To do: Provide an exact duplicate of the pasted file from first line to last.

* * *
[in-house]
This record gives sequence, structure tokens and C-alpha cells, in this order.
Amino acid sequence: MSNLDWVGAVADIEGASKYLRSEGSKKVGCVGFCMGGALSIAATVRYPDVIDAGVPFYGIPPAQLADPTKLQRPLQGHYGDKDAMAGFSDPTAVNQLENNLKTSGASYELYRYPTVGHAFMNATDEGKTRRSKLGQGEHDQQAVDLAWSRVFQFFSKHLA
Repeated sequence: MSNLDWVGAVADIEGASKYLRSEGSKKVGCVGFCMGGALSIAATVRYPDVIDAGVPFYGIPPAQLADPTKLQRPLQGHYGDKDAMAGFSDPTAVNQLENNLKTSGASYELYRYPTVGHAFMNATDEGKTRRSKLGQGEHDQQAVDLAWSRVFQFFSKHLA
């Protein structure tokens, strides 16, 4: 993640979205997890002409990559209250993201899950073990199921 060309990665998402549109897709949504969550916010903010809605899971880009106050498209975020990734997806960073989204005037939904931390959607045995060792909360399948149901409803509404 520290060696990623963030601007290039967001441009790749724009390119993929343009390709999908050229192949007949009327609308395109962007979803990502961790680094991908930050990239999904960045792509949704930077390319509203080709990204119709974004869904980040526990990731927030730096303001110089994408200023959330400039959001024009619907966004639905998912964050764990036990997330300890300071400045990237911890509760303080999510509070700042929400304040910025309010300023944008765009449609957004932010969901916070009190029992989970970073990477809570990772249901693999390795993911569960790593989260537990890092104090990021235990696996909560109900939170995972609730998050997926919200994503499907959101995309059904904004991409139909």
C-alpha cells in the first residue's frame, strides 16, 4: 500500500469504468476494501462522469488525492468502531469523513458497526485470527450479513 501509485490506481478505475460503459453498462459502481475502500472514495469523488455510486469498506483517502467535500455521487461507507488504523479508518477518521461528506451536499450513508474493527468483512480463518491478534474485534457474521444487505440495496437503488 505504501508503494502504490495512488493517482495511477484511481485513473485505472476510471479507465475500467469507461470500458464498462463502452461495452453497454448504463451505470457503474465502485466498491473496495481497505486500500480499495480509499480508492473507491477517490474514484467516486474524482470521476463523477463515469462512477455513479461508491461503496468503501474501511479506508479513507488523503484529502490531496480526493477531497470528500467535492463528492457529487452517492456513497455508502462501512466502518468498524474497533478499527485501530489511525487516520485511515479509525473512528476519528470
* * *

[in-house]
This record gives sequence, structure tokens and C-alpha cells, in this order.
Amino acid sequence: MSNLDWVGAVADIEGASKYLRSEGSKKVGCVGFCMGGALSIAATVRYPDVIDAGVPFYGIPPAQLADPTKLQRPLQGHYGDKDAMAGFSDPTAVNQLENNLKTSGASYELYRYPTVGHAFMNATDEGKTRRSKLGQGEHDQQAVDLAWSRVFQFFSKHLA
Repeated sequence: MSNLDWVGAVADIEGASKYLRSEGSKKVGCVGFCMGGALSIAATVRYPDVIDAGVPFYGIPPAQLADPTKLQRPLQGHYGDKDAMAGFSDPTAVNQLENNLKTSGASYELYRYPTVGHAFMNATDEGKTRRSKLGQGEHDQQAVDLAWSRVFQFFSKHLA
């Protein structure tokens, strides 16, 4: 993640979205997890002409990559209250993201899950073990199921 060309990665998402549109897709949504969550916010903010809605899971880009106050498209975020990734997806960073989204005037939904931390959607045995060792909360399948149901409803509404 520290060696990623963030601007290039967001441009790749724009390119993929343009390709999908050229192949007949009327609308395109962007979803990502961790680094991908930050990239999904960045792509949704930077390319509203080709990204119709974004869904980040526990990731927030730096303001110089994408200023959330400039959001024009619907966004639905998912964050764990036990997330300890300071400045990237911890509760303080999510509070700042929400304040910025309010300023944008765009449609957004932010969901916070009190029992989970970073990477809570990772249901693999390795993911569960790593989260537990890092104090990021235990696996909560109900939170995972609730998050997926919200994503499907959101995309059904904004991409139909």
C-alpha cells in the first residue's frame, strides 16, 4: 500500500469504468476494501462522469488525492468502531469523513458497526485470527450479513 501509485490506481478505475460503459453498462459502481475502500472514495469523488455510486469498506483517502467535500455521487461507507488504523479508518477518521461528506451536499450513508474493527468483512480463518491478534474485534457474521444487505440495496437503488 505504501508503494502504490495512488493517482495511477484511481485513473485505472476510471479507465475500467469507461470500458464498462463502452461495452453497454448504463451505470457503474465502485466498491473496495481497505486500500480499495480509499480508492473507491477517490474514484467516486474524482470521476463523477463515469462512477455513479461508491461503496468503501474501511479506508479513507488523503484529502490531496480526493477531497470528500467535492463528492457529487452517492456513497455508502462501512466502518468498524474497533478499527485501530489511525487516520485511515479509525473512528476519528470